The children are not alright, either are the townspeople as something wicked comes their way in The Cursed the newest film from Sean Ellis.
Director Sean Ellis’ The Cursed is folk horror done right. A slow burn ever-tightening story of a town doomed because of its own prejudicial paranoia that spurned mob violence.
In the waning days of the 19th century in France landowner Seamus Laurent (Alistair Petrie) allows for the outright slaughter of a group of Roma (e.g., nomadic people, this reviewer will not call them the derogatory term that begins with a “G”). Laurent does not understand his problems are just beginning. Something altogether more sinister than any Roma begins its grasp on the townspeople. Nightmares begin to plague them as children and men are murdered. The only real hope is a traveling pathologist John McBride (Boyd Holbrook).
There’s a refreshing amount of intimacy to the proceedings that adds to the chilling and haunting nature of The Cursed. Yes, there are thrills and traditional horror scares, but the film written by Ellis is one about the terrible decisions made and the price paid for them. Like any truly great horror film, The Cursed, is about more than just about a curse and monster that plagues a town. Many will find Ellis’ film chillingly modern with the dynamics of who is in charge and what they do with issues they deem to be a problem.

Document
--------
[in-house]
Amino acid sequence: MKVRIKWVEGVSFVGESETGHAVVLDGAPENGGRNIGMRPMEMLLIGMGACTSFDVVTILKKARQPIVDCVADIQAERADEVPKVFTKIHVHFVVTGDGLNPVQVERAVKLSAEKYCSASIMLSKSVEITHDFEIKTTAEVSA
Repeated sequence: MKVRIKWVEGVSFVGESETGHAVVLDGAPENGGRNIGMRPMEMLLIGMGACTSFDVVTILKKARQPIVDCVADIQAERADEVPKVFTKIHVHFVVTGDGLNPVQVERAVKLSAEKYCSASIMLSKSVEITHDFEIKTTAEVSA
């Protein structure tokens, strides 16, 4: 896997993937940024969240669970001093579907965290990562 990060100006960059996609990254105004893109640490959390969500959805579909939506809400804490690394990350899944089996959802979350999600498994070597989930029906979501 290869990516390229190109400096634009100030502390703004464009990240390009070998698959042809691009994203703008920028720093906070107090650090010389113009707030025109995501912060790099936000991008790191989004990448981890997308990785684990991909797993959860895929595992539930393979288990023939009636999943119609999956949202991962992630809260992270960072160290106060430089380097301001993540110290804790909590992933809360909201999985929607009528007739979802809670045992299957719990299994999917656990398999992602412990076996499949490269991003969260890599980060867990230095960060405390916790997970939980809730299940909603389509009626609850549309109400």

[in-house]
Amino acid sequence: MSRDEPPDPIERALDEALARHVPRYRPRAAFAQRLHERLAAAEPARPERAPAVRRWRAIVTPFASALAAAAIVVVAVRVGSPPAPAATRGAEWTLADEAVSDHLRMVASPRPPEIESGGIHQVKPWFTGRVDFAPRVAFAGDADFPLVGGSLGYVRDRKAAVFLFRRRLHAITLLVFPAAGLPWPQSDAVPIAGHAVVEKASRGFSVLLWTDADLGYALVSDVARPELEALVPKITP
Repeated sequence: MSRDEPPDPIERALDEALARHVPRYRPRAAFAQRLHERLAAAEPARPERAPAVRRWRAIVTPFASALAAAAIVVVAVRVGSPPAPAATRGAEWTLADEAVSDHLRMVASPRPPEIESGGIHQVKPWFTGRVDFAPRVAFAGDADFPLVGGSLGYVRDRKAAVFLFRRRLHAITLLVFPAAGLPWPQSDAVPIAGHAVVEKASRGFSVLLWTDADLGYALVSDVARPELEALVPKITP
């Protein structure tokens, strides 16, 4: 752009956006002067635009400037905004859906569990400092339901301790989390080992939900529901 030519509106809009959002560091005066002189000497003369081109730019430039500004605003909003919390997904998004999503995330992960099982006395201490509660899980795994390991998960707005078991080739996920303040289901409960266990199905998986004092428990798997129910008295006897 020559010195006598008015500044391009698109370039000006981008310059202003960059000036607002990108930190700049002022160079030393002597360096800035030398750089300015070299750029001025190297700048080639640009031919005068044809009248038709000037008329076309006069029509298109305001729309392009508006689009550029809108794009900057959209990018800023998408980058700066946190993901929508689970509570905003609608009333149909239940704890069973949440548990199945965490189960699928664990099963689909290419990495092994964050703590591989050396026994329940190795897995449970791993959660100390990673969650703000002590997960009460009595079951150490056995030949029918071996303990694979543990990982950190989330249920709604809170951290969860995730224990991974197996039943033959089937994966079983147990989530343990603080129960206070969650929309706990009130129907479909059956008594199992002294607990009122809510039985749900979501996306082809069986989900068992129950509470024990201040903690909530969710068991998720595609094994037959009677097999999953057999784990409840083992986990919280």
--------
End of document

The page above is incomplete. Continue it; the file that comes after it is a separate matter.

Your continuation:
The film is smart about its budget constraints never showing its hand. Rather the film executes its special effects, make-up effects, and set pieces with an adroit touch that Ellis has found the sweet spot in previous work (see the equally smart but very different WW2 Thriller Anthropoid for further proof). Though it isn’t just the smart decisions. It’s the way the entire piece is artfully executed. With a specific style and emotional resonance that elevates this genre material.
In the end, The Cursed is smart genre filmmaking that pushes beyond films of similar ilk and prestige with its truly haunting end. An end that will stay with one after the fade to black.